`Box::pin(T)` vs ` boxed(self)` from `FutureExt` trait

Straight to the point:

The compiler says:

   |
10 |     fn new<Fut>(future: Fut) -> Task
   |            --- this type parameter
...
18 |         Task { future }
   |                ^^^^^^ expected trait object `dyn Future`, found type parameter `Fut`
   |
   = note: expected struct `Mutex<Pin<Box<(dyn Future<Output = ()> + Send + 'static)>>>`
              found struct `Mutex<Pin<Box<Fut>>>`
   = help: type parameters must be constrained to match other types

Unless we declare it inlined. (Sorry, I can only post two links max)

fn new<Fut>(future: Fut) -> Task
where
    Fut: Future<Output = ()> + Send + 'static,
{
    Task {
        future: std::sync::Mutex::new(Box::pin(future)),
    }
}

What's the reason behind it? And how to make the 2nd example works?

The second example fails because Box::pin does not also erase the type of the future like .boxed() does. However, type annotations to force the erasure make it succeed:

let pinboxed: Pin<Box<dyn Send + Future<Output = ()>>> = Box::pin(future);

The second one works because type inference is clever enough to see through it all and conclude the correct types.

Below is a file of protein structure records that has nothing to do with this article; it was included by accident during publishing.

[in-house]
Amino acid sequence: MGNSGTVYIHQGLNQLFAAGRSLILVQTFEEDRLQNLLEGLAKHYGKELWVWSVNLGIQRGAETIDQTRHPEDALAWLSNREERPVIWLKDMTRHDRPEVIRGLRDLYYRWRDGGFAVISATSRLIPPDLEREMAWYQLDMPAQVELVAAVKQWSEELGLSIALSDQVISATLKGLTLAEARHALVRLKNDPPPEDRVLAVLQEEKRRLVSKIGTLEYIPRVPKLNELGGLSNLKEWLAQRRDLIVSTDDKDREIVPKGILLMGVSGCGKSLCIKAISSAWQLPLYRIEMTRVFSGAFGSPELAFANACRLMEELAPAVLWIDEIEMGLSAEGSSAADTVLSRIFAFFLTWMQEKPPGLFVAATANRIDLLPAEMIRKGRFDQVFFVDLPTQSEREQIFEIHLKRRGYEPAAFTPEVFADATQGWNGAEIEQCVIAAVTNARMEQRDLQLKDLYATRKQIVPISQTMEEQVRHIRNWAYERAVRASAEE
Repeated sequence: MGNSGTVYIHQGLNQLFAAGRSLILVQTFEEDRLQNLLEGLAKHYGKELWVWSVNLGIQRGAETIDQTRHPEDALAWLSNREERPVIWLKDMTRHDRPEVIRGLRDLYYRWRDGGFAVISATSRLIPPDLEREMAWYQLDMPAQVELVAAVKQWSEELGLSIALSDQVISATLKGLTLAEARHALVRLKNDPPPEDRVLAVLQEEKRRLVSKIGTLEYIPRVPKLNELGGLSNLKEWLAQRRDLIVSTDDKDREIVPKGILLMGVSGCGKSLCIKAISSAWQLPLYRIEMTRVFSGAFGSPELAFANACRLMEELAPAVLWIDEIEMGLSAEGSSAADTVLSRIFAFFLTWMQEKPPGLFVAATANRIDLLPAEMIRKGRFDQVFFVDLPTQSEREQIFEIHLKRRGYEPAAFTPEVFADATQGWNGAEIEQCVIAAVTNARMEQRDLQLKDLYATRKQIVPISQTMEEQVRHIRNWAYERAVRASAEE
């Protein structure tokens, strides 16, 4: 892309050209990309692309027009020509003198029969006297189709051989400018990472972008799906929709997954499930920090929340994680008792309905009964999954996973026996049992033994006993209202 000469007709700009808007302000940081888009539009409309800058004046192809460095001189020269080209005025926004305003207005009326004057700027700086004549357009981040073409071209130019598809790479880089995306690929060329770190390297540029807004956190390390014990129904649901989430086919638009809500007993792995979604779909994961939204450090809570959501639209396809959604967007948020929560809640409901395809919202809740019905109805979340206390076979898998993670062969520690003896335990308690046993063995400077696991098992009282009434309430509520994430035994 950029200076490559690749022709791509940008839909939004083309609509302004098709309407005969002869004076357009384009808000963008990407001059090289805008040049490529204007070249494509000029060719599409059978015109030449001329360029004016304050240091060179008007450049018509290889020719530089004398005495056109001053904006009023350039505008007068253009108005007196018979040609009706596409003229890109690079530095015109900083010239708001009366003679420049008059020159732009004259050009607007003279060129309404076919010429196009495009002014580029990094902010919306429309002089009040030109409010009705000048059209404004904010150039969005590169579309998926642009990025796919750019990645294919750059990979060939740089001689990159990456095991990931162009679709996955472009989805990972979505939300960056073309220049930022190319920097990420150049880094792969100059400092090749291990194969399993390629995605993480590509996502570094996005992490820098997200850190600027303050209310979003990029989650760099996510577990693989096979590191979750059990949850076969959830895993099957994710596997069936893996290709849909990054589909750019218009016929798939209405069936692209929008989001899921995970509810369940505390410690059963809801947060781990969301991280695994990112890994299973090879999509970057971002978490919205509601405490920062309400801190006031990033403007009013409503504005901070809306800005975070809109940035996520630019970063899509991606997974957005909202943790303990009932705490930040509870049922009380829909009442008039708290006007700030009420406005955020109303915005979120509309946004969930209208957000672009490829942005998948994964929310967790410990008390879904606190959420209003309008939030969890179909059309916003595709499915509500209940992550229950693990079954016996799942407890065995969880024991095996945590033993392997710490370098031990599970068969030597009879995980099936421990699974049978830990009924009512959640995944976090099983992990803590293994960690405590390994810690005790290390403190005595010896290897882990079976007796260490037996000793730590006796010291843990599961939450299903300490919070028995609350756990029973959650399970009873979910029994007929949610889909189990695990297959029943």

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As a side not, a mutex around a future is a very strange and not very useful construct. Why do you want it?

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Another way to make the second example work is to insert an explicit coercion point, so that Rust knows that it should do something with the value (and this "something" happens to be unsizing); the corresponding line will look like

let pinboxed = Box::pin(future) as _;

(this _ is then filled by the compiler to be Pin<Box<dyn Send + Future<Output = ()>>>).

2 Likes

It's the example from Tokio Tutorial explaining how async runtime roughly works. I just code along. :sweat_smile:

Ah, how did I not figure it out? Thanks!

Almost got it. I tried something like...
let pinboxed = Box::pin(future) as Pin<Box<dyn Future<Output = ()> + Send>>;
...but didn't work. I must be did something wrong.

Thanks!